# Solve many first-order ODEs

What is the best way to solve so many decoupled ODEs? Possibly in parallel.
Should I use Modeling Toolkit or DifferentialEquations?
The equations are of the type: u’ = -a^2k^2u
where a is the same for all, then I have a vector with the values of k and a vector with the initial conditions u0.

Hi, welcome to Julia community. Although it is, of course, completely up to you how you pose your question/request, I dare to suggest that you first implement whatever solution and share the code here (this is also the recommended procedure here). My experience is that suggestions and advice come better focused then. You (and everybody else) can also immediately check if the advice leads to an improvement with respect to the initial “non-expert” solution.

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The differential equation looks linear and thus has a closed-form solution. You could simulate all equations at once with some vectorized calls to the exponential function

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``````a = 1.0
n = 5
K = 1:n
u0 = rand(n)
t = range(0.0,1.0,100)

u = [exp.(-a^2*k^2*t) for k in K].*u0

using Plots
plot(t,u)
``````
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These are my attempts:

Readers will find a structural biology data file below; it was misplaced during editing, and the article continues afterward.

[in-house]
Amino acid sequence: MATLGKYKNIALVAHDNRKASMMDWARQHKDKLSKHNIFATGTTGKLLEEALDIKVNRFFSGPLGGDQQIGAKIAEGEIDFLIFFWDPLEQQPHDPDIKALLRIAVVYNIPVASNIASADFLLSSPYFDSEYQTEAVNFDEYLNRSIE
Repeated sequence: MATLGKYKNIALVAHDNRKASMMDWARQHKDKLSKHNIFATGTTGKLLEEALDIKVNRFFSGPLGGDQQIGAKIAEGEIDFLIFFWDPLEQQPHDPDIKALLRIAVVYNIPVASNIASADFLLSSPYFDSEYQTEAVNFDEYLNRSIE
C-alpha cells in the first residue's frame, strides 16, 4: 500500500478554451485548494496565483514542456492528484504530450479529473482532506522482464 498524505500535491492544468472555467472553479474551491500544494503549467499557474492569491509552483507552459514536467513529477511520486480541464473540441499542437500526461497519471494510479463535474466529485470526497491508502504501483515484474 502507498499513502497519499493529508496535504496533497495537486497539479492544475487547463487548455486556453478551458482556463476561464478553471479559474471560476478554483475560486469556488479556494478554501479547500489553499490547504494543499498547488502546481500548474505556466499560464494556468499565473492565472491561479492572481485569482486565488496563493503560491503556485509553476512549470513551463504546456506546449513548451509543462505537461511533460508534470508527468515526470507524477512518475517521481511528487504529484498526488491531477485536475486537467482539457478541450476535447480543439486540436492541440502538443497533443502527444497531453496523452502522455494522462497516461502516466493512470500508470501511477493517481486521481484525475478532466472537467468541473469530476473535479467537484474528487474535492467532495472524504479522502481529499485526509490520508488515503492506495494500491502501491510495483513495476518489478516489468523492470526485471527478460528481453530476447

``````function solution1(a, ys, ks, t_start, t_max)
f(u, p, t) = @. -a^2*p^2*u
prob = ODEProblem(f, ys,(t_start, t_max), ks)
solve(prob, Tsit5())[end]
end

function solution2(a, ys, ks, t_start, t_max)
sol = Array{typeof(ys)}(undef, length(ys))
for i in eachindex(sol)
@parameters t α κ
@variables u(t)
∂t = Differential(t)
eq = [∂t(u) ~ -α^2*κ^2*u]
@named sys = ODESystem(eq)
u0 = [u => ys[i]]
p = [α => a, κ => ks[i]]
prob = ODEProblem(sys, u0, (t_start, t_max), p)
sol[i] = solve(prob, Tsit5())[end]
end
sol
end
``````

solution2 is much faster than solution1. For example if ks and ys are Complex64 vectors (where length(ks) = length(ys) = 700 ) i get:
30.545022 seconds (3.19 M allocations: 33.188 GiB, 56.47% gc time) for solution1
10.310859 seconds (88.86 M allocations: 7.452 GiB, 20.72% gc time) for solution2

If it’s just a linear ODE, follow the advice and just use `exp`.

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